Celebrating its 10th anniversary, Sidi Larbi Cherkaoui’s Sutra is one of Sadler’s Wells’ most exhilarating productions and has toured around the globe to sell-out audiences and mass critical acclaim.

The award-winning collaboration between choreographer Cherkaoui, sculptor Antony Gormley and 19 Buddhist monks from the Shaolin Temple in China has been seen by over 160,000 people worldwide, achieving standing ovations wherever it has been seen.  This breathtaking spectacle of athleticism explores the philosophy and faith behind the Shaolin tradition and its relationship with kung fu within a contemporary context.

With Antony Gormley’s striking set of 21 wooden boxes and Polish composer Szymon Brzóska’s specially commissioned score performed live, Sutra is an incomparable work that has captured the hearts and imaginations of people the world over, as one of the stage’s most sophisticated productions and a true work of art.

Exceeds even out highest expectations
The Times

This unique, profoundly imagined show takes the concept of cultural exchange to a whole new level
The Guardian

Performances:  Friday 23rd and Saturday 24th March, 7.30pm

Venue:  New Theatre Oxford, George Street, Oxford OX1 2AG

Tickets:   £11.90-£34.90 plus £4 transaction fee; book online here


A Captivating Performance and an Unmissable Experience

#EndingTheSilence is a tripartite production that builds on the previous work performed by Unlock the Chains Collective. The first part of this performance, #BlackLivesMatter premiered in March 2017 in the Pegasus Theatre. Capitalising on its success, the collective have built on it, developing two following parts, called #Walking on Eggshells and #Rise Up.

For Unlock the Chains Collective, theatre and performance is a fundamentally holistic and immersive experience that doesn’t begin merely when the curtain rises. Walking into the Old Fire Station a little before the performance, I was greeted by a drumming set performed by Natty Mark-Samuels, Francis Boua, and Bawren Tavaziva, which wonderfully hinted towards the rhythm and the energy yet to come in the second part of the performance. (more…)

Based on T.S.Eliot’s Four Quartets, this piece was an impressive performance from a young dancer-choreographer and his fellow artists. The structure was of four separate chapters (one for each section of a poem) which worked well, although there was room for even more space for the audience to assimilate each individual section. The programme described the overall narrative as ‘from a place of being lost to a state of empowerment and acceptance’ and this certainly came across: the figures seemed to be searching and grasping at the start, and by the end they had become more animated, grounded and secure. (more…)

Dance? Mime? Theatre? Peut-Etre . . .

When I was asked to review a children’s show called Tidy Up, I immediately anticipated an hour or so of theatrical fun. I also gleefully anticipated that my children, aged five and nine, would receive a subliminal message that tidiness is COOL! I was not disappointed.

The three Tidy Up performers had a giggling North Wall audience in the palms of their hands from the very beginning, accompanying the slapping of their hands on their bottoms with cheeky, over the shoulder winks. With the performers enjoying themselves, the fun was infectious. (more…)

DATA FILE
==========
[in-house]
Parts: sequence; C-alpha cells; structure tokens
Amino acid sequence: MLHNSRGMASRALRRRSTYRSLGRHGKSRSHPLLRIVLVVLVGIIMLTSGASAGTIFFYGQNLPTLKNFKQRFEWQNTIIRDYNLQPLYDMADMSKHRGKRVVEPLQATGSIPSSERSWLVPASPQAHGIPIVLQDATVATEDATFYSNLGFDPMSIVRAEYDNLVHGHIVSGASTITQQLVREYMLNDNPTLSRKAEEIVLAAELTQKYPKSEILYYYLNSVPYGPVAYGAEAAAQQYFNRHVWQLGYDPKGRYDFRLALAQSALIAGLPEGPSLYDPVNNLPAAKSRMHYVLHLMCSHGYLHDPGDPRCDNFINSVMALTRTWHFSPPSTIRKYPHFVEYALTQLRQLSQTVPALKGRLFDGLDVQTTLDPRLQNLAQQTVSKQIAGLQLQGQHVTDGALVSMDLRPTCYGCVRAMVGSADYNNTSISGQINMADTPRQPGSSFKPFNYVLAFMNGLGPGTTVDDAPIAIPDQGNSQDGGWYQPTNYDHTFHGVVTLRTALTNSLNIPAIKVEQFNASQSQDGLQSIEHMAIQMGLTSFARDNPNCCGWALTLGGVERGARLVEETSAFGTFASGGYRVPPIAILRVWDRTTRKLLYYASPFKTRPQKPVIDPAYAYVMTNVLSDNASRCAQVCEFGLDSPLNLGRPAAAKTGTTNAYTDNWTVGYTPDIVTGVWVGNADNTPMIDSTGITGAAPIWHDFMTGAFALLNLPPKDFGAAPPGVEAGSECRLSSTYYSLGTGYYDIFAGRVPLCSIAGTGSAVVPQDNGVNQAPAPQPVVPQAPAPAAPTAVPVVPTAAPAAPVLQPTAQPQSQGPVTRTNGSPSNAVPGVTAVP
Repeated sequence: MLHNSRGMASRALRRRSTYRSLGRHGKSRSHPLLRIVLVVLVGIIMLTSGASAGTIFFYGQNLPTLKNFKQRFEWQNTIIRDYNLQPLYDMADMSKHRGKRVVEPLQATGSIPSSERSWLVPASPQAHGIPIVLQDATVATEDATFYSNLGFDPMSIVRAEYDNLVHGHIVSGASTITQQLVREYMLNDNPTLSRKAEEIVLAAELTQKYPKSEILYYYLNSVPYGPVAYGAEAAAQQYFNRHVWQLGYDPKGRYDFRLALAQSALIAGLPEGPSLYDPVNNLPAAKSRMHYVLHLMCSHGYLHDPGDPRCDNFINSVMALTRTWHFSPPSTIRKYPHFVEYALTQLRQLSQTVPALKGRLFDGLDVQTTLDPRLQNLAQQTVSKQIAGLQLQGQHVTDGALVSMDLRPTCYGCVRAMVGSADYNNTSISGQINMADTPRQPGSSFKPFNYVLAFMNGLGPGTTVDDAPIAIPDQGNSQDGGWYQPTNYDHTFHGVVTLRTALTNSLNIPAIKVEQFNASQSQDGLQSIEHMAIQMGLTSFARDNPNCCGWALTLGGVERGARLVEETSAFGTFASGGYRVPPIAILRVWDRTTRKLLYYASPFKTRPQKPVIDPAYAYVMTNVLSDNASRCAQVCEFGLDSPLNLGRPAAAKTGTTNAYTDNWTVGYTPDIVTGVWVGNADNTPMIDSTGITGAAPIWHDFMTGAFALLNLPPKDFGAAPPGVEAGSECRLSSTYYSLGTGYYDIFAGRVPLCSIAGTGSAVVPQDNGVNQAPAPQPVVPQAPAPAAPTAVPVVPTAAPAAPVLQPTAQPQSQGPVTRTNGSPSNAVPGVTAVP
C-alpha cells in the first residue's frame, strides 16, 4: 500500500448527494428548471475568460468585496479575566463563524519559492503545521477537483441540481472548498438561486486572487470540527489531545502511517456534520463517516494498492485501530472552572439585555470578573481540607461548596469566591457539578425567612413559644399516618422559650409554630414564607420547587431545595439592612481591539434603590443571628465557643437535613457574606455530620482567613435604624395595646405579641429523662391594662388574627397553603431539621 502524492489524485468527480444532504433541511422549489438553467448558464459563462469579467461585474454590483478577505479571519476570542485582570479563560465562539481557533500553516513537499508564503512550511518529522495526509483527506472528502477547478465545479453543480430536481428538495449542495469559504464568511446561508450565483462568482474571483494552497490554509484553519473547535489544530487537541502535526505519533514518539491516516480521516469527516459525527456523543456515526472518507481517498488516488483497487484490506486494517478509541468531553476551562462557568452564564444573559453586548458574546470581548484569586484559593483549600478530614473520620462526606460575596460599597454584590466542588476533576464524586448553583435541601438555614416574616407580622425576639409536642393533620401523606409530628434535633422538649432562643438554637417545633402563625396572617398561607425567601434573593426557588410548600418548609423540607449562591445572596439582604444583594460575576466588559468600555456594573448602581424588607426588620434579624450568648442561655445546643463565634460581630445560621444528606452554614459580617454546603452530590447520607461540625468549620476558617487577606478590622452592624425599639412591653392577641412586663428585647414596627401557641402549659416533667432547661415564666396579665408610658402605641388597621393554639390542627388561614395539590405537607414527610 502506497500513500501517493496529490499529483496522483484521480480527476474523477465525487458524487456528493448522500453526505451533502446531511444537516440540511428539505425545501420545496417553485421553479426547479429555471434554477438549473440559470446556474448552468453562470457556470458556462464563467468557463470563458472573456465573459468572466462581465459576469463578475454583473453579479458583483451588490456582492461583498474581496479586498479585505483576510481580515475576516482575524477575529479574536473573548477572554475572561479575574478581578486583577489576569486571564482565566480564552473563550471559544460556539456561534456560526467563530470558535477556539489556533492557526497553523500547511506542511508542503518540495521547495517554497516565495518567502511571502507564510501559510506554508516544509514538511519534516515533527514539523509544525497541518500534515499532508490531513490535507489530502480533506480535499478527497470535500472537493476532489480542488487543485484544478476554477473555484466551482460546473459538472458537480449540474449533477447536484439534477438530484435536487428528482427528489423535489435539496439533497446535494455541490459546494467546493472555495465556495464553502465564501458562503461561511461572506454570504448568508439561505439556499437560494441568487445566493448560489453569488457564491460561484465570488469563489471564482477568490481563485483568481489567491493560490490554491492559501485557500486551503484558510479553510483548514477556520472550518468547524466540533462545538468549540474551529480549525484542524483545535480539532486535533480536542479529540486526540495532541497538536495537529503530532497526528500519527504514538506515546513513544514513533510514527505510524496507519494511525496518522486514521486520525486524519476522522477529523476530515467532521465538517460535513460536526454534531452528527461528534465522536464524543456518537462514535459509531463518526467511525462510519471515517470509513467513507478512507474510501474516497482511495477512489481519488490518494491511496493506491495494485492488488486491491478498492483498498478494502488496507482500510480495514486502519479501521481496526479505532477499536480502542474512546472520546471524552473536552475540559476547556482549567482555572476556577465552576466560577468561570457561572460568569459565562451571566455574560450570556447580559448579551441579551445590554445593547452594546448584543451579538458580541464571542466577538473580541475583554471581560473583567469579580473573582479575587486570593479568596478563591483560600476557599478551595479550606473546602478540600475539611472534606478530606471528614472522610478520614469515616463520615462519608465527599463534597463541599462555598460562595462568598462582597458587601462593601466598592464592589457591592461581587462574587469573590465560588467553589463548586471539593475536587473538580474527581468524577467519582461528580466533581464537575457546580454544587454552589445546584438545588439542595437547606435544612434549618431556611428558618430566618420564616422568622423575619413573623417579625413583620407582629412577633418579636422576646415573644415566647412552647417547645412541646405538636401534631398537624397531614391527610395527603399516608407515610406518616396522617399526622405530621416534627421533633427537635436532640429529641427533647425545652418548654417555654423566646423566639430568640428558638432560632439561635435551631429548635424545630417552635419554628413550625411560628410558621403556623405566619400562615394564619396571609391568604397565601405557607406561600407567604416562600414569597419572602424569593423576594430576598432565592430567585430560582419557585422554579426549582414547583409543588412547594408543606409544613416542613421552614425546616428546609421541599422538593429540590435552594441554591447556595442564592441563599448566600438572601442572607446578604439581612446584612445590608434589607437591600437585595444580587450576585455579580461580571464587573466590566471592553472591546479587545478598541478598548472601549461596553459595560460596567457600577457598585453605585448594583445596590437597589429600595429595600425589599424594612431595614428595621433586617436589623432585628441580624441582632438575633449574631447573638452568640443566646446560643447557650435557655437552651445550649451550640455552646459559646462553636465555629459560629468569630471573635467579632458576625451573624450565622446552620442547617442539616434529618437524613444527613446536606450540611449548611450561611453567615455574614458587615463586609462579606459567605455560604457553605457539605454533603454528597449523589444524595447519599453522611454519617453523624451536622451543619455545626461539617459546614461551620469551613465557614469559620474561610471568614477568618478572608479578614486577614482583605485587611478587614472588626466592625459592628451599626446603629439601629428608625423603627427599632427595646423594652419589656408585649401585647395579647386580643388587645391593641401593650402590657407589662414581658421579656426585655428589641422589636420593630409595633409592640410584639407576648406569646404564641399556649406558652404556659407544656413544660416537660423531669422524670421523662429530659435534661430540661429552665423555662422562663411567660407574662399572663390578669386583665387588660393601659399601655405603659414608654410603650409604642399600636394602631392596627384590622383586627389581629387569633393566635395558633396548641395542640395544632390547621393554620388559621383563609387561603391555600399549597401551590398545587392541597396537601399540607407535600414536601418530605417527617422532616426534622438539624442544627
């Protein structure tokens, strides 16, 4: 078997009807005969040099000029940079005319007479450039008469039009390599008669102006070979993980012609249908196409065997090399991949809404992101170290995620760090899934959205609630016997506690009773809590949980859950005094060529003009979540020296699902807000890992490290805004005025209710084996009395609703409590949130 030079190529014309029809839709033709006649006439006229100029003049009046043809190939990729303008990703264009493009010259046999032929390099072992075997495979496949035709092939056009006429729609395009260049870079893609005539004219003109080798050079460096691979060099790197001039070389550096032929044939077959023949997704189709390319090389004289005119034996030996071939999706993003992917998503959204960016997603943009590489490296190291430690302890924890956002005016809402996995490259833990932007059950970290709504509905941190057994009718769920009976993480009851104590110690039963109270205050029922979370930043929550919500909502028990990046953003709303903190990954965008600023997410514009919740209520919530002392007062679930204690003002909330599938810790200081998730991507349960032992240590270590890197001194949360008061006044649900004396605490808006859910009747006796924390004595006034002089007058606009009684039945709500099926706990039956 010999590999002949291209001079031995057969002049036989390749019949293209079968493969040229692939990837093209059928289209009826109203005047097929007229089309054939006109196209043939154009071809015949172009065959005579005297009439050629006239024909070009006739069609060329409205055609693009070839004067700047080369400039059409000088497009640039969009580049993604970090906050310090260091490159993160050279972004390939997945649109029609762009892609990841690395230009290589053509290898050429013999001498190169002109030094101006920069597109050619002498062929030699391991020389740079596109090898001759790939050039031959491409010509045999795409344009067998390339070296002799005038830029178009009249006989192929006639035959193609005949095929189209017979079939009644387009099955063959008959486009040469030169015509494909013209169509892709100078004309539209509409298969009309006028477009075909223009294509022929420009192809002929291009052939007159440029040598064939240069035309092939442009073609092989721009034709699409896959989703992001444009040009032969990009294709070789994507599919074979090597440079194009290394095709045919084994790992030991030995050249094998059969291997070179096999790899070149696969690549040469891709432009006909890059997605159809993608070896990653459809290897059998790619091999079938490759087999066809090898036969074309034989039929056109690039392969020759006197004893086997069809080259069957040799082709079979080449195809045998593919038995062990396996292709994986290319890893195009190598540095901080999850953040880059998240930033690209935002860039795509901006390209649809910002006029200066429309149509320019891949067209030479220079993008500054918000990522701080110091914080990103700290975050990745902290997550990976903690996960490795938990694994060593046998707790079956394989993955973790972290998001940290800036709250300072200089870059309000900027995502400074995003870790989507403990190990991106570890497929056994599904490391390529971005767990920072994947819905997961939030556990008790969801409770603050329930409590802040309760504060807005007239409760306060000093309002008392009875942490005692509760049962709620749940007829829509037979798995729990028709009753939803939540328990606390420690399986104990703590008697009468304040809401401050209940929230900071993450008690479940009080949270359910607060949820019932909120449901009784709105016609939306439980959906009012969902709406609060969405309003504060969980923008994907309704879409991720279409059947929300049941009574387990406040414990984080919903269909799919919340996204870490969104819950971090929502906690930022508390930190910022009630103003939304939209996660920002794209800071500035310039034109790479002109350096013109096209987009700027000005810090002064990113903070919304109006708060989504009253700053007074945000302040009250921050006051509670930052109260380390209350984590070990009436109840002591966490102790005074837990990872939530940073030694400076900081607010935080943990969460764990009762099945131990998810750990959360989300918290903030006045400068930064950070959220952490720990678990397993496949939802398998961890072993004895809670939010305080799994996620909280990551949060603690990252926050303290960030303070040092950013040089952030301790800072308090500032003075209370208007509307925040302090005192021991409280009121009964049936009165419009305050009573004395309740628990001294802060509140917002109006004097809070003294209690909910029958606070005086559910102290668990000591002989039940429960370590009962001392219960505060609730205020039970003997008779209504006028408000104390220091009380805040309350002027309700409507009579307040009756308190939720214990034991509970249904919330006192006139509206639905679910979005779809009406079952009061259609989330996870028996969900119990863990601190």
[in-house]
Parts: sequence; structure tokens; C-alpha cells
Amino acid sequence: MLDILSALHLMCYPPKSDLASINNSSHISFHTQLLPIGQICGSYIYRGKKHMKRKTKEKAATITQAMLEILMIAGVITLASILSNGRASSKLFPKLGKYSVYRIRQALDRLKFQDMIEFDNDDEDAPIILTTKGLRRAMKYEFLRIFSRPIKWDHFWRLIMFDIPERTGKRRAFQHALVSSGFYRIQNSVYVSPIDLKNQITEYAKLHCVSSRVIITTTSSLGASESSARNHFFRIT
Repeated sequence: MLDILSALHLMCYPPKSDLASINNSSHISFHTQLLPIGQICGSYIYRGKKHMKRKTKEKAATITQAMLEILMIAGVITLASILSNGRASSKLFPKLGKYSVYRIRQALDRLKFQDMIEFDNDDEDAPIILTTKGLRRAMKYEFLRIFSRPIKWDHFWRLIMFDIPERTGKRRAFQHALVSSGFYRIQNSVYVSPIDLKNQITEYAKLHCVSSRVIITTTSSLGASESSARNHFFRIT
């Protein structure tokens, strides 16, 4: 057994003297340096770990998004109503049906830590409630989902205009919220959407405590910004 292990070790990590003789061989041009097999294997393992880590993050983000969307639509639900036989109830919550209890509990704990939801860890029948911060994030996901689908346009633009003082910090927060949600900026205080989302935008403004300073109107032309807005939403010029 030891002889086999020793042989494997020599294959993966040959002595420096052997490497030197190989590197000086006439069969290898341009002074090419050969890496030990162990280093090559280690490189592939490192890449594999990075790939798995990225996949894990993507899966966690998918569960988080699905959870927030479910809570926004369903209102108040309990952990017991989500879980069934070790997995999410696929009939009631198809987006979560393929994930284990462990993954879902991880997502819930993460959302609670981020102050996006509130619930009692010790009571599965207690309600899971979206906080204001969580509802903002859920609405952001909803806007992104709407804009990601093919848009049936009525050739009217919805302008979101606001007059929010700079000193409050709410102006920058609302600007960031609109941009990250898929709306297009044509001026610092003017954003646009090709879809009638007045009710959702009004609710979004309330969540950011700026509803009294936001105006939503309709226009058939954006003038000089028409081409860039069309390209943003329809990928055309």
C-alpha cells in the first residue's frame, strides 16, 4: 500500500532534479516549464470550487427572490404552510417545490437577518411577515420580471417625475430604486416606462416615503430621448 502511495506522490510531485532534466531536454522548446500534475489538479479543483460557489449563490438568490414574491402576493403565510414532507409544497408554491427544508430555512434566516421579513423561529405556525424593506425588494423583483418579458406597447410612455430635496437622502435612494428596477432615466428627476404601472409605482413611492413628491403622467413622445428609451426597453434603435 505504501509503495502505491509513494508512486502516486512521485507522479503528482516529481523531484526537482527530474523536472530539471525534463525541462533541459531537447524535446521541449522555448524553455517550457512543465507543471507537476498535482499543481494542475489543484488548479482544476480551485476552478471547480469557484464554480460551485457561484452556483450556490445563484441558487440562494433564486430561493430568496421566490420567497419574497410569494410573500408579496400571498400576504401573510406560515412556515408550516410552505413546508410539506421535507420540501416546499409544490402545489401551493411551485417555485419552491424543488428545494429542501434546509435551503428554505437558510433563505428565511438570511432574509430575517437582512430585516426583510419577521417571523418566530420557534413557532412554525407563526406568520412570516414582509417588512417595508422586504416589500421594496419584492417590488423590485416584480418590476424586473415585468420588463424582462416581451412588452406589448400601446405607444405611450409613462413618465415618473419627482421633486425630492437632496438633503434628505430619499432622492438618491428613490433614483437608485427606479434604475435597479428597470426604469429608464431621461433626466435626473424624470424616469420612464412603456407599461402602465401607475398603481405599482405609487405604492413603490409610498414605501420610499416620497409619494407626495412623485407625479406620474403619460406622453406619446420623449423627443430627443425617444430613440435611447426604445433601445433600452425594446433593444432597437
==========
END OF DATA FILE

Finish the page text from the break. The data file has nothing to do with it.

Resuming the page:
Last Thursday, on a snowy night, St Hilda’s College Oxford warmly welcomed the local dance community to learn more about Fred Astaire, arguably the greatest dancer of the twentieth century. New York Times critic Alastair Macaulay gave an entertaining, witty and enlightening talk, as he showed us a series of filmed dance excerpts, while placing Astaire’s work in its cultural and choreographic context. (more…)

Delighted to welcome Nicholas Minns, whose thoughtful blog writingaboutdance is a must-read for those interested in current dance performance of all kinds, as a guest reviewer for Oxford Dance Writers during this year’s Dancin’ Oxford Festival.  Here is his take on Ad Infinitum’s Translunar Paradise at the North Wall last week.

As part of its tenth anniversary celebrations, Bristol-based Theatre Ad Infinitum is touring two works, Odyssey (2009) and Translunar Paradise (2011). Each show takes up a full evening slot, so it was only the latter work we saw on the second night at The North Wall in Oxford. It’s always a pleasure to have the opportunity to see a Lecoq-trained mime company though a little unexpected in a line-up of the Spring Dance Festival programmed by Dancin’ Oxford, ‘the leading dance organization in Oxfordshire’ that ‘significantly raises the profile and visibility of dance in the city’. Hmmm.

Theatre Ad Infinitum’s co-artistic director George Mann wrote and directed Translunar Paradise and he also plays the role of William, a widower who finds it hard to let go of the memories of his late wife, Rose (Deborah Pugh). It is clearly something close to his heart, for the playing out of the story is infused with a sense of detail and empathy that come from close observation. (more…)

This was at three-part evening: first drumming in the bar by Natty Mark-Samuels and Francis Boua, then the performance (which the drummers also accompanied), and afterwards a DJ set.

The central event was Unlock the Chains Collective’s performance of #Ending the Silence, Euton Daley’s blistering commentary on the aftermath of empire and colonialism. Part One (entitled #Black Lives Matter) opens to the sound of emergency vehicles, and we see the performers dressed in black and white on a set with two soapbox stands and a pair of large grid frames, one placed on the floor the other leaning against the back wall. Overhead, a screen displays Derek James’ filmscape of words, names and images. (more…)